When this blog started in 2002, the only history books available were those written by Marxist historians. Looking at books on my desk in 2022, I am delighted to see many with a Bharatiya voice, and I can’t keep up (Good problem).
At the end of every year, I will try to narrow down all the books I have read and recommend just a handful of the best. Here are some of my favorite books of 2022. This does not mean that they were released in 2022. I either read them or re-read them.
Snakes in the Ganga: Breaking India 2.0 by Rajiv Malhotra and Vijaya Vishwanathan
Recently several buildings on Jawaharlal Nehru University (JNU) campus were defaced with anti-Brahmin slogans. Some of the slogans on the wall were “Brahmins Leave The Campus,” “There Will Be Blood”, “Brahmin Bharat Chhodo” and “Brahmino-Baniyas, we are coming for you! We will avenge.” Now “South Asians” in the United States are facing open discrimination by Brown University. This reminded me of the news reports that Jewish Students Are Facing Growing Hostility and they now have to hide their Jewish identity to survive in American Universities.
In this book, Rajiv Malhotra and Vijaya Viswanathan explain how Breaking India 2.0 ideologies, run by Indians are Harvard, are being imported into India without judgment. The intention of ideologies like Critical Race Theory (CRT) is to break down society; to achieve this aim, victimhood is weaponized. The book goes into how CRT has been taken over by the Leftists in America, how Harvard has adapted CRT to Critical Caste Theory, and how atrocity literature from Harvard is being used to dismantle India. Sadly these are funded by Indian billionaires who just want a Western stamp of approval.
A detailed review will come next year.
Savarkar: Echoes of a Forgotton Past, Vol. 1: Part 1 by Vikram Sampath
Savarkar may not have been controversial, but he has been made so. Currently, one cannot challenge the Gandhi-Nehru narrative, so what would happen to a person who did that when Gandhi was alive. On hearing his name, there are only polar opposite reactions; there is no middle ground. The truth, as Vikram Sampath says in the first part of Savarkar’s biography, is somewhere in between.
Savarkar was an opponent of Gandhi, Congress, and the whole “show your other cheek” ideology and was never given due credit for his role in the freedom movement. This book is about his early days, till his incarceration at the Cellular Jail in Andaman. This book reads like fiction, especially his days as a law student in London. The book gives context by describing the political atmosphere of that time and various groups fighting for independence. We learn about Savarkar through his early life, influences, and revolutionary activities. We get a complete picture of the man from his poems, writings, and speeches.
India, that is Bharat: Coloniality, Civilisation, Constitution by J Sai Deepak
The book Snakes in the Ganga narrates how Breaking India 2.0 forces are exporting Critical Race Theory to India to dismantle India. J Sai Deepak saw this at play with systematic isolation, ostracization, and digestion of Indic strands. The overt hostility hits you every day. The attack on Hindu festivals, the attack on our traditions in Hindi Cinema, and academic Hinduphobia are just a few examples. There is a concerted effort to split sub-identities from their Indic civilizational identity.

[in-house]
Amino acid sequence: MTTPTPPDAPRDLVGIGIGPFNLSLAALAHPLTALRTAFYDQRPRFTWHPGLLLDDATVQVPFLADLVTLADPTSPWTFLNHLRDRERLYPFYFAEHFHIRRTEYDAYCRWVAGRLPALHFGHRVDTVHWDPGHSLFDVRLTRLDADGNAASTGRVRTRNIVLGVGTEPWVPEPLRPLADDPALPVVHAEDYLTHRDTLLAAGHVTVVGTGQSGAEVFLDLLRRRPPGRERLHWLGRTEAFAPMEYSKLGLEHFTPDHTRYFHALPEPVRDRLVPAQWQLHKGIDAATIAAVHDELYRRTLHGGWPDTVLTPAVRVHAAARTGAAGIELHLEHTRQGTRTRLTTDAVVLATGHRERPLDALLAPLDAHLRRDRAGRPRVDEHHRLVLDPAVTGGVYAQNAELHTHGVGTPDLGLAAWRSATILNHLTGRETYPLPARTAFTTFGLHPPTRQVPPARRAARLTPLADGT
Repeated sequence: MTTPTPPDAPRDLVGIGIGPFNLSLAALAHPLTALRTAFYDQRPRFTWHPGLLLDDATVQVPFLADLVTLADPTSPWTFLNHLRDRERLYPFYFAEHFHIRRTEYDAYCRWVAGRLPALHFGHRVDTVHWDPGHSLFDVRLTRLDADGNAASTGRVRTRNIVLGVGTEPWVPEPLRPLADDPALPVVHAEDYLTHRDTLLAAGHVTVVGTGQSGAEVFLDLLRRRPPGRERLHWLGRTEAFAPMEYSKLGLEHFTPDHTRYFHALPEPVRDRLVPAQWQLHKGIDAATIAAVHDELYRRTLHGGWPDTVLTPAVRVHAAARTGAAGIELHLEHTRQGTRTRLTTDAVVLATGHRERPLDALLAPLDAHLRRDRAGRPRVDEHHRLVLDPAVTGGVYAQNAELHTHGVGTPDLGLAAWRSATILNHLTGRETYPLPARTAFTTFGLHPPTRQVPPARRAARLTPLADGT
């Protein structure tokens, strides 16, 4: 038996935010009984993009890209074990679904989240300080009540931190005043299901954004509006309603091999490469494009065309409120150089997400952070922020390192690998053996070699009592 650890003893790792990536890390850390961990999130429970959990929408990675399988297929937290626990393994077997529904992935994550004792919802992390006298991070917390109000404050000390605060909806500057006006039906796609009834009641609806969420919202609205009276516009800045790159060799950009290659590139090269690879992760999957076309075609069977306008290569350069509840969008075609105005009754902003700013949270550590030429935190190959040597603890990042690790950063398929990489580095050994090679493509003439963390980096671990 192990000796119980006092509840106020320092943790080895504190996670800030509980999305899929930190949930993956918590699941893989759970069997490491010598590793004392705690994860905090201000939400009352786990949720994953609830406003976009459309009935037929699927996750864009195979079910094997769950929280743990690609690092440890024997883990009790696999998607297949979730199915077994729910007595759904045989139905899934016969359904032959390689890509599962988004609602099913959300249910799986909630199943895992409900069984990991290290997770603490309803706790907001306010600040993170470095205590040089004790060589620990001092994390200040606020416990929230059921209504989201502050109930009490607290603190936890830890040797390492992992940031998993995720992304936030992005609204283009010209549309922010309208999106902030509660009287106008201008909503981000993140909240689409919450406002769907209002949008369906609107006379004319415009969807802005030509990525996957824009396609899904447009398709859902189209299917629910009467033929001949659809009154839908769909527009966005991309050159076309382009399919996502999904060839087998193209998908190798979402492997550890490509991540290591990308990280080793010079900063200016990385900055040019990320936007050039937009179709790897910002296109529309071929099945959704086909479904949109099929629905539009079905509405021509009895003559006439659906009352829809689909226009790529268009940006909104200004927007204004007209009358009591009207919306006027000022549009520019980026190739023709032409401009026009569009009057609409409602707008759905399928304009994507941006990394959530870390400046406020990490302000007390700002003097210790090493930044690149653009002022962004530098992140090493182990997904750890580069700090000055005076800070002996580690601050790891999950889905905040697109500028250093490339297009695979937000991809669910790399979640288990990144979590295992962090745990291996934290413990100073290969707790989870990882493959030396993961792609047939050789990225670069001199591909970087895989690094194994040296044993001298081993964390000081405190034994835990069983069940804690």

This book is part of a trilogy on Bharat that explores the influence of European colonial consciousness. Sai Deepak applies a decolonial lens to shed the European normative framework we have come to accept as the norm. Instead, the book relies on the work of suppressed Indian voices to build the case for the Bharatiya perspective.
Stories From Inscriptions: Profound Real-life Tales from Hindu Cultural History by Sandeep Balakrishna
Sandeep’s book is a collection of 15 stories based on inscriptions. These stories were previously unknown except to scholars. This book is meant for the general audience and is written in the style of popular narrative history. The purpose is to introduce incidents from our past as narrated by kings, businessmen, bards, and warriors in their own words. These stories come from Andhra Pradesh, Karnataka, Madhya Pradesh, Maharashtra, Rajasthan, and Tamil Nadu and span a timeline from the 9th century CE up to the 17th century CE. This book does three things. First, it shows how Bharat was unified as a civilization state. Second, it refutes many narratives about how uncultured and backward we were till the invaders and colonizers civilized us. Finally, it reveals many aspects of our culture we were unaware of. (Review)
The Case That Shook the Empire by Raghu Palat and Pushpa Palat
Who in their right mind would think that an Indian would get justice in the British legal system.? Between a person responsible for the Jallianwala Bagh massacre and a person arguing against the atrocities, whom would the so-called British legal system side with? Would the British system turn a blind eye to one of their own who had committed an unforgivable crime?
The answer is obvious now, as it was in 1924.
This book is about a defamation case filed by Michael O’Dwyer, the Lieutenant Governor of Punjab during Jallianwala Bagh, against Chettur Sankaran Nair, a former Member of the Viceroy’s Executive Council. The trial lasted five-and-a-half weeks in London. There was nothing that indicated that this would be a fair trial. The judge was a racist who saw nothing wrong in Jallianwala Bagh, and the jury agreed with him. (Review)